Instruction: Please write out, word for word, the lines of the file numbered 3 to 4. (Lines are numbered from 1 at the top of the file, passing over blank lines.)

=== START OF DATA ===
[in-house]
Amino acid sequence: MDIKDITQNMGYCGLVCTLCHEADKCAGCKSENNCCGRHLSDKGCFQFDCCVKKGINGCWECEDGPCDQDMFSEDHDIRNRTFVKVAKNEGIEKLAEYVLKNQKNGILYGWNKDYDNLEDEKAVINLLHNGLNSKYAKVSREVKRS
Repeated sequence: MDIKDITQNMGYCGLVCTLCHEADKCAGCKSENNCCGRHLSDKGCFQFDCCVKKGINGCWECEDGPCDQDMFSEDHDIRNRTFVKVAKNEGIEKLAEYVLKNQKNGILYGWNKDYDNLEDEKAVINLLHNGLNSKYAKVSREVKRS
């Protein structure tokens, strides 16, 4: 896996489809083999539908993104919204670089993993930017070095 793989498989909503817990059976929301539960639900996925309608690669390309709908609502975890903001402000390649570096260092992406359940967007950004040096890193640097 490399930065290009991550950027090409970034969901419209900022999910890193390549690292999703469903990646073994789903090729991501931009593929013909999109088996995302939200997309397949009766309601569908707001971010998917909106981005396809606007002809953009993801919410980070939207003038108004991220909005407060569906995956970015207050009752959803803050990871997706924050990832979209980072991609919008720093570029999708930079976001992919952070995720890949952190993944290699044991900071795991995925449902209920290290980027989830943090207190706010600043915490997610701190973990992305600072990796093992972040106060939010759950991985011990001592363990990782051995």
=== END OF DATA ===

Repeated sequence: MDIKDITQNMGYCGLVCTLCHEADKCAGCKSENNCCGRHLSDKGCFQFDCCVKKGINGCWECEDGPCDQDMFSEDHDIRNRTFVKVAKNEGIEKLAEYVLKNQKNGILYGWNKDYDNLEDEKAVINLLHNGLNSKYAKVSREVKRS
């Protein structure tokens, strides 16, 4: 896996489809083999539908993104919204670089993993930017070095 793989498989909503817990059976929301539960639900996925309608690669390309709908609502975890903001402000390649570096260092992406359940967007950004040096890193640097 490399930065290009991550950027090409970034969901419209900022999910890193390549690292999703469903990646073994789903090729991501931009593929013909999109088996995302939200997309397949009766309601569908707001971010998917909106981005396809606007002809953009993801919410980070939207003038108004991220909005407060569906995956970015207050009752959803803050990871997706924050990832979209980072991609919008720093570029999708930079976001992919952070995720890949952190993944290699044991900071795991995925449902209920290290980027989830943090207190706010600043915490997610701190973990992305600072990796093992972040106060939010759950991985011990001592363990990782051995």